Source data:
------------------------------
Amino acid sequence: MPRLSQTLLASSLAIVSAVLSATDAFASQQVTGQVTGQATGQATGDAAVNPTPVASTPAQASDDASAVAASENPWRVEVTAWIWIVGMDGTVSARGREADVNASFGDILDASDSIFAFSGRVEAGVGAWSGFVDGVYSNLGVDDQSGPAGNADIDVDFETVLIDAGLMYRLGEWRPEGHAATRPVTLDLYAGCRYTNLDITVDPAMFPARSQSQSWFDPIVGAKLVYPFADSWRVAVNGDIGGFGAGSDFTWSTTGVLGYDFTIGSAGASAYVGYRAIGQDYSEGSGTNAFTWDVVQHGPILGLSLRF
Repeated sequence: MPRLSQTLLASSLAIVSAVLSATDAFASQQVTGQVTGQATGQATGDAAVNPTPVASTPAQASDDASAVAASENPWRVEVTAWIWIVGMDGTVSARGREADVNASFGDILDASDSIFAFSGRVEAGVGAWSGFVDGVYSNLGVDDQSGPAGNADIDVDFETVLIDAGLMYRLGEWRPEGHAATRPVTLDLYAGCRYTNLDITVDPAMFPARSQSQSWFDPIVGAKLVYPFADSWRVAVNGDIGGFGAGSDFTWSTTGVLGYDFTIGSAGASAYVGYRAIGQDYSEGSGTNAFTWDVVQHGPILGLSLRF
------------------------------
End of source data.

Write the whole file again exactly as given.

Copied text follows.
Amino acid sequence: MPRLSQTLLASSLAIVSAVLSATDAFASQQVTGQVTGQATGQATGDAAVNPTPVASTPAQASDDASAVAASENPWRVEVTAWIWIVGMDGTVSARGREADVNASFGDILDASDSIFAFSGRVEAGVGAWSGFVDGVYSNLGVDDQSGPAGNADIDVDFETVLIDAGLMYRLGEWRPEGHAATRPVTLDLYAGCRYTNLDITVDPAMFPARSQSQSWFDPIVGAKLVYPFADSWRVAVNGDIGGFGAGSDFTWSTTGVLGYDFTIGSAGASAYVGYRAIGQDYSEGSGTNAFTWDVVQHGPILGLSLRF
Repeated sequence: MPRLSQTLLASSLAIVSAVLSATDAFASQQVTGQVTGQATGQATGDAAVNPTPVASTPAQASDDASAVAASENPWRVEVTAWIWIVGMDGTVSARGREADVNASFGDILDASDSIFAFSGRVEAGVGAWSGFVDGVYSNLGVDDQSGPAGNADIDVDFETVLIDAGLMYRLGEWRPEGHAATRPVTLDLYAGCRYTNLDITVDPAMFPARSQSQSWFDPIVGAKLVYPFADSWRVAVNGDIGGFGAGSDFTWSTTGVLGYDFTIGSAGASAYVGYRAIGQDYSEGSGTNAFTWDVVQHGPILGLSLRF